Celebrating the spirit of our collective voice.

Reclaiming Kumbaya

I have memories joining hands and singing this song in church, at meetings and around a campfire. The simple lyrics and harmonies infused the air with spirit and affirmed my sense of unity in the midst of struggle.
For African-Americans, Kumbaya was especially meaningful as it symbolized a call to God for comfort and redemption. Thomas Freedman wrote in his New York Times article that "Kumbaya is actually a soulful cry for divine intervention on behalf of oppressed people...suffering under the Jim Crow regime of lynch mobs and sharecropping."
"Kumbaya"  (the transliteration of "Come by Here" from the Gullah dialect) was first recorded in 1926, although it was likely sung by earlier generations of African Americans. It became popularized in the civil rights and social justice movements of the 60's, 70's and 80's, maintaining its reputation as a reverent call for unity.
But in the 90's, "the Kumbaya moment" was coined and the song got a bad rap. The Merriam-Webster dictionary defines this term as "expressing ignorant or naive attitudes in the hope for peace or happiness."

I first heard the term in 1994 during a conversation I was facilitating on race. It initially generated a laugh from the group, which was followed by a long silent pause as the back-handed criticism sank in. After that meeting, I stopped singing the song.
Politicians and pundits soon adopted the term. In 2010, then White House Press Secretary Jay Carney said, "I don't think that anybody expects Washington to be a campfire where everybody holds hands and sings Kumbaya.  That's not what the nation's business is about."  More recently, Fox News commentator Judge Jeanine Pirro accused President Obama of  "engaging in Kumbaya politics."
It was in this context that I heard Dr. Bernice Johnson Reagon share her thoughts about Kumbaya moments at the Race Forward conference in Dallas. She is most widely known as the founder of the women's acapella group Sweet Honey in the Rock, but her activist roots go back five decades to the early days of the Civil Rights movement.  Dr. Reagon's response was -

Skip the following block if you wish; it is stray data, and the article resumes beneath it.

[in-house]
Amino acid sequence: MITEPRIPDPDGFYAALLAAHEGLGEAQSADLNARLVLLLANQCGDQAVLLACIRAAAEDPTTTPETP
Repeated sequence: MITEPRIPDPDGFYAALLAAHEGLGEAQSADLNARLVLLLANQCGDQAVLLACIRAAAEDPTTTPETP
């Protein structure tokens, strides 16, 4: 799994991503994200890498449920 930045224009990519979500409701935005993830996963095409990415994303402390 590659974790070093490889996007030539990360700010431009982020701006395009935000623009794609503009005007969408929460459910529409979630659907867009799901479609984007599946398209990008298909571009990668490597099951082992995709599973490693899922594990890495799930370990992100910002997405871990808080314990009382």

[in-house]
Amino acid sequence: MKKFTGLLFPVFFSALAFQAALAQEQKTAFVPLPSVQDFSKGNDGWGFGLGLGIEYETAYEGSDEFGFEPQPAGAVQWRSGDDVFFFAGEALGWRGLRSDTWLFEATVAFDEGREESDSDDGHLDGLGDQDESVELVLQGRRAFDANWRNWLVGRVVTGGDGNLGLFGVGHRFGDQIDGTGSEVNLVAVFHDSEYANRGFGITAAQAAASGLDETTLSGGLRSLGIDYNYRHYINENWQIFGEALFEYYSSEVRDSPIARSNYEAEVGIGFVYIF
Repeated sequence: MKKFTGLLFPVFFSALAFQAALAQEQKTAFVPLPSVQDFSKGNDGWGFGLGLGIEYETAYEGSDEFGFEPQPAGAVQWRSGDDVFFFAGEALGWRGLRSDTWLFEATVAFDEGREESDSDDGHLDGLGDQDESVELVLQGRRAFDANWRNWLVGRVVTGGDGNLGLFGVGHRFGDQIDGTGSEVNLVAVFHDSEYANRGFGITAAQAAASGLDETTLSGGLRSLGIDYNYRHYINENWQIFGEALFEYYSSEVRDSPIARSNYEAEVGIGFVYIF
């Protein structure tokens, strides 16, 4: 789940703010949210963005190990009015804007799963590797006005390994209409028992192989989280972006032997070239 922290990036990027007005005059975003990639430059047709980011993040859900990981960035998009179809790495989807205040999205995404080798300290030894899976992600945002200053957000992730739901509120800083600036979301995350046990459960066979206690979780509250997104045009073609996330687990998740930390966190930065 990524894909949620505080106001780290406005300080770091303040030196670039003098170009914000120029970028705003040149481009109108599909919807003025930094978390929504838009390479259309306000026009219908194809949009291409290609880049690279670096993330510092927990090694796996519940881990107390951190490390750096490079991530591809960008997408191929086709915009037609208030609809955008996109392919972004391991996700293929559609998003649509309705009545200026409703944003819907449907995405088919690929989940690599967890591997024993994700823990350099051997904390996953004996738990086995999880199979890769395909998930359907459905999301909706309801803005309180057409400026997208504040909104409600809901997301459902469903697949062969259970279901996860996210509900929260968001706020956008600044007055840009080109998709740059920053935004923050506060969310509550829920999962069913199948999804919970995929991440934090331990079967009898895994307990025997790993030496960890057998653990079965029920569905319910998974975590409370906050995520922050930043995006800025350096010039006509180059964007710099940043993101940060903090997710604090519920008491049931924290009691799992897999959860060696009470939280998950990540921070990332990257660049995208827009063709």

"When you sing Kumbaya in harmony, there is a seal that is created that is more powerful than any leader, preacher or agenda. The spirit of the collective emerges and no single voice is distinct from the other.
"The power of this seal lies in the simplicity of the song. Anyone, and everyone, can sing it. This makes those people nervous because they don't have a way to create the seal in such a simple and elegant fashion. So they put it down and dismiss it as 'a moment.'
"So when I hear people talk about a Kumbaya moment, I say 'these moments are a gift of comfort to you as you struggle. Why would you want to struggle without it?'"
Dr. Reagon then began to sing Kumbaya, and a chorus of 1600 voices joined her. I closed my eyes as I sang, remembering the reverence I had for this song and breathing in the spirit that infused the air. We had reclaimed Kumbaya through the strength and power of our harmony.
I think about the times that we are in, the struggles we face, and how we as social change agents put ourselves on the line each day. Thanks to Dr. Bernice Johnson Reagon, I can now sing this familiar spiritual, and be comforted once again.


Elemental Partners cultivates healthy and prosperous organizations through clarity of purpose, alignment of principles, and integration of systems.

For more information, visit us at www.elementalpartners.net or email us at kevin@elementalpartners.net



Kevin will be facilitating a session on Technical Assistance and Capacity Building for the White House Initiative for Asian Americans and Pacific Islanders on December 4 in Seattle.

Kevin and Puanani will be working with several clients in San Francisco from December 15-19.

I just finished reading "Freedoms Daughters: The Unsung Heroine of the Civil Rights Movement" by Lynne Olson. This book features the stories of over 60 women - including Dr. Bernice Johnson Reagon - who risked their lives in the fight for civil rights. 

Kevin's missive - Finding a Decent White Man - is featured in the Winter 2015 issue of Yes! magazine.
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